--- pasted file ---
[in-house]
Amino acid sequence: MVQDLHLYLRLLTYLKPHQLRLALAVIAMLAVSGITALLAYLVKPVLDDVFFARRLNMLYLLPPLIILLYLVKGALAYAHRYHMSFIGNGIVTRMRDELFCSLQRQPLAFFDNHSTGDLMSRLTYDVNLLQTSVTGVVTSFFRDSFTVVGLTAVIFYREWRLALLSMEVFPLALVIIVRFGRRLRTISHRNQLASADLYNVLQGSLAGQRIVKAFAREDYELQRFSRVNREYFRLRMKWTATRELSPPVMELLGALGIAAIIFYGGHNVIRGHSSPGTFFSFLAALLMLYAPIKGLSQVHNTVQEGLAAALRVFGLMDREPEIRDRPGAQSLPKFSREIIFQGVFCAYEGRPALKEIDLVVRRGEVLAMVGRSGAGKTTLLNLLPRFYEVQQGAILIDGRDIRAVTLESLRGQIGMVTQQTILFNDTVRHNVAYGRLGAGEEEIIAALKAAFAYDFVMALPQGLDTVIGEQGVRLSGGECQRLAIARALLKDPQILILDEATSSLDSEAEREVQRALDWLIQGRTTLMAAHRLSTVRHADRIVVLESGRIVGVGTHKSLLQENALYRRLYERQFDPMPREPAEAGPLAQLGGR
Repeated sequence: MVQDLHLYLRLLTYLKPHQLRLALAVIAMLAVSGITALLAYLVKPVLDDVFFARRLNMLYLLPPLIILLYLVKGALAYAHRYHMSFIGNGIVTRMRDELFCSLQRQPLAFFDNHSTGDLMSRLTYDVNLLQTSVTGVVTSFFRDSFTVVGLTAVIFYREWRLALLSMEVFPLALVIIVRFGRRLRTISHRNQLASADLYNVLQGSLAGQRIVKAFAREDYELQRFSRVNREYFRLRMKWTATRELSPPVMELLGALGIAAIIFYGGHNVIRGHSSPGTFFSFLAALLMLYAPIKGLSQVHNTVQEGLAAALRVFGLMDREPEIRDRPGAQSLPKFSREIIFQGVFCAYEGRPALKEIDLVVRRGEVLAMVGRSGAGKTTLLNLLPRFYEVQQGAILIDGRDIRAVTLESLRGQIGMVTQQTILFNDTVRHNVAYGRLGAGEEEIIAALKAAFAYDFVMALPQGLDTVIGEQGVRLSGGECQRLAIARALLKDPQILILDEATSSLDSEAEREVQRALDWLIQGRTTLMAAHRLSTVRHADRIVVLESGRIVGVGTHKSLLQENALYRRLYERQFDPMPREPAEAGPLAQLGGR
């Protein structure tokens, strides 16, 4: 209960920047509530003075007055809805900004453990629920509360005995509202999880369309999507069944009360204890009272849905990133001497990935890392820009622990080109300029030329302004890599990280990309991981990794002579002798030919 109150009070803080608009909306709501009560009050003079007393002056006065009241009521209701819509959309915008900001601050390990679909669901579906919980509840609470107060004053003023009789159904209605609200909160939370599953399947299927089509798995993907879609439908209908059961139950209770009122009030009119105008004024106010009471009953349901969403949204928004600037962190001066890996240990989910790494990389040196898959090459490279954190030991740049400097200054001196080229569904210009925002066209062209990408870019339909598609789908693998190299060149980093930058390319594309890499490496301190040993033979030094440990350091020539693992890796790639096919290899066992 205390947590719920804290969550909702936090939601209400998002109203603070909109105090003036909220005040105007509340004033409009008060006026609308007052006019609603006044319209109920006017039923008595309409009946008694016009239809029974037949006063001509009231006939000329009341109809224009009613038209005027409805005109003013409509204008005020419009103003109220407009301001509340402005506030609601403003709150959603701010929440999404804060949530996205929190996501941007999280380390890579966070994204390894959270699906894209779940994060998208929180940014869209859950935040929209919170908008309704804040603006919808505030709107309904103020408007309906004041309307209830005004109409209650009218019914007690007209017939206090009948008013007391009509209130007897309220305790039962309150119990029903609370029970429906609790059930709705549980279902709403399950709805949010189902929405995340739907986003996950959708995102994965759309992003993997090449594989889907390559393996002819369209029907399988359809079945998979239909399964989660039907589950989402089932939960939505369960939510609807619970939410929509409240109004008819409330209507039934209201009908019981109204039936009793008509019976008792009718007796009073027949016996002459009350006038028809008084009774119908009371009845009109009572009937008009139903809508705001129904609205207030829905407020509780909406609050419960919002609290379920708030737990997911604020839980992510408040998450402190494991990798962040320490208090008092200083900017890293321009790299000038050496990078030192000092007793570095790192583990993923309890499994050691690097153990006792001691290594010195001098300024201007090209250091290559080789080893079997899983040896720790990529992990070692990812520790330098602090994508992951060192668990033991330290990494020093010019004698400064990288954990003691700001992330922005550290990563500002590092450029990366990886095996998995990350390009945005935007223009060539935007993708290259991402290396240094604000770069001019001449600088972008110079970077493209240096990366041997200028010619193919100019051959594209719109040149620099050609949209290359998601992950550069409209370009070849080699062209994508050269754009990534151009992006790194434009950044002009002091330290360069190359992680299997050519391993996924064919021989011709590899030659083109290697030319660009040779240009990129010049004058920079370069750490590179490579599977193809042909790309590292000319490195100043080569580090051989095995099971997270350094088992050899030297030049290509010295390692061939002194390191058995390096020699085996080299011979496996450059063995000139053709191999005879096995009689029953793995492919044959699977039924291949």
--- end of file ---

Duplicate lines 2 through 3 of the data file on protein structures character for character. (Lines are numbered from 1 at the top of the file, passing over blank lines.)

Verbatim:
Amino acid sequence: MVQDLHLYLRLLTYLKPHQLRLALAVIAMLAVSGITALLAYLVKPVLDDVFFARRLNMLYLLPPLIILLYLVKGALAYAHRYHMSFIGNGIVTRMRDELFCSLQRQPLAFFDNHSTGDLMSRLTYDVNLLQTSVTGVVTSFFRDSFTVVGLTAVIFYREWRLALLSMEVFPLALVIIVRFGRRLRTISHRNQLASADLYNVLQGSLAGQRIVKAFAREDYELQRFSRVNREYFRLRMKWTATRELSPPVMELLGALGIAAIIFYGGHNVIRGHSSPGTFFSFLAALLMLYAPIKGLSQVHNTVQEGLAAALRVFGLMDREPEIRDRPGAQSLPKFSREIIFQGVFCAYEGRPALKEIDLVVRRGEVLAMVGRSGAGKTTLLNLLPRFYEVQQGAILIDGRDIRAVTLESLRGQIGMVTQQTILFNDTVRHNVAYGRLGAGEEEIIAALKAAFAYDFVMALPQGLDTVIGEQGVRLSGGECQRLAIARALLKDPQILILDEATSSLDSEAEREVQRALDWLIQGRTTLMAAHRLSTVRHADRIVVLESGRIVGVGTHKSLLQENALYRRLYERQFDPMPREPAEAGPLAQLGGR
Repeated sequence: MVQDLHLYLRLLTYLKPHQLRLALAVIAMLAVSGITALLAYLVKPVLDDVFFARRLNMLYLLPPLIILLYLVKGALAYAHRYHMSFIGNGIVTRMRDELFCSLQRQPLAFFDNHSTGDLMSRLTYDVNLLQTSVTGVVTSFFRDSFTVVGLTAVIFYREWRLALLSMEVFPLALVIIVRFGRRLRTISHRNQLASADLYNVLQGSLAGQRIVKAFAREDYELQRFSRVNREYFRLRMKWTATRELSPPVMELLGALGIAAIIFYGGHNVIRGHSSPGTFFSFLAALLMLYAPIKGLSQVHNTVQEGLAAALRVFGLMDREPEIRDRPGAQSLPKFSREIIFQGVFCAYEGRPALKEIDLVVRRGEVLAMVGRSGAGKTTLLNLLPRFYEVQQGAILIDGRDIRAVTLESLRGQIGMVTQQTILFNDTVRHNVAYGRLGAGEEEIIAALKAAFAYDFVMALPQGLDTVIGEQGVRLSGGECQRLAIARALLKDPQILILDEATSSLDSEAEREVQRALDWLIQGRTTLMAAHRLSTVRHADRIVVLESGRIVGVGTHKSLLQENALYRRLYERQFDPMPREPAEAGPLAQLGGR